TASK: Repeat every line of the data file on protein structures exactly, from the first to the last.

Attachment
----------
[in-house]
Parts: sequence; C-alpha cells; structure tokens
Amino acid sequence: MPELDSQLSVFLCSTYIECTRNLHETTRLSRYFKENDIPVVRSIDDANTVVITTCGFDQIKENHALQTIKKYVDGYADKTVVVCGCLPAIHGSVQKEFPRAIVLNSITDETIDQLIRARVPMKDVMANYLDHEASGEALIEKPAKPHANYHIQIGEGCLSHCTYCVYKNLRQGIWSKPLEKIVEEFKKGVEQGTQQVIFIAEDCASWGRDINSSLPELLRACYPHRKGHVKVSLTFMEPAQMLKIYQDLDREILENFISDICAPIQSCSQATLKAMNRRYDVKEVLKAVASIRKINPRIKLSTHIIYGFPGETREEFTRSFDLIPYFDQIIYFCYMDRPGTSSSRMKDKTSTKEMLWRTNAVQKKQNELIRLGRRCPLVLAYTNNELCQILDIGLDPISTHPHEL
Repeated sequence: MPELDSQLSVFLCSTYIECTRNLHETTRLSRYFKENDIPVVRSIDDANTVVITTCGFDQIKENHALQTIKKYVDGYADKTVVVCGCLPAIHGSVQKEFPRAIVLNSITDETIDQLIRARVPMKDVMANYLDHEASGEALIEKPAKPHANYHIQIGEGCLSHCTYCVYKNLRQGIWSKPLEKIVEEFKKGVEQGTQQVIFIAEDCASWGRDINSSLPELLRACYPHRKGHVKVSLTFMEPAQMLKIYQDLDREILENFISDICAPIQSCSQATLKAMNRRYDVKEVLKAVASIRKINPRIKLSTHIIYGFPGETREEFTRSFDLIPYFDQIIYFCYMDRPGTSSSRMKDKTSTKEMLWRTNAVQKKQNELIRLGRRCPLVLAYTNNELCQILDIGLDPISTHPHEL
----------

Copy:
[in-house]
Parts: sequence; C-alpha cells; structure tokens
Amino acid sequence: MPELDSQLSVFLCSTYIECTRNLHETTRLSRYFKENDIPVVRSIDDANTVVITTCGFDQIKENHALQTIKKYVDGYADKTVVVCGCLPAIHGSVQKEFPRAIVLNSITDETIDQLIRARVPMKDVMANYLDHEASGEALIEKPAKPHANYHIQIGEGCLSHCTYCVYKNLRQGIWSKPLEKIVEEFKKGVEQGTQQVIFIAEDCASWGRDINSSLPELLRACYPHRKGHVKVSLTFMEPAQMLKIYQDLDREILENFISDICAPIQSCSQATLKAMNRRYDVKEVLKAVASIRKINPRIKLSTHIIYGFPGETREEFTRSFDLIPYFDQIIYFCYMDRPGTSSSRMKDKTSTKEMLWRTNAVQKKQNELIRLGRRCPLVLAYTNNELCQILDIGLDPISTHPHEL
Repeated sequence: MPELDSQLSVFLCSTYIECTRNLHETTRLSRYFKENDIPVVRSIDDANTVVITTCGFDQIKENHALQTIKKYVDGYADKTVVVCGCLPAIHGSVQKEFPRAIVLNSITDETIDQLIRARVPMKDVMANYLDHEASGEALIEKPAKPHANYHIQIGEGCLSHCTYCVYKNLRQGIWSKPLEKIVEEFKKGVEQGTQQVIFIAEDCASWGRDINSSLPELLRACYPHRKGHVKVSLTFMEPAQMLKIYQDLDREILENFISDICAPIQSCSQATLKAMNRRYDVKEVLKAVASIRKINPRIKLSTHIIYGFPGETREEFTRSFDLIPYFDQIIYFCYMDRPGTSSSRMKDKTSTKEMLWRTNAVQKKQNELIRLGRRCPLVLAYTNNELCQILDIGLDPISTHPHEL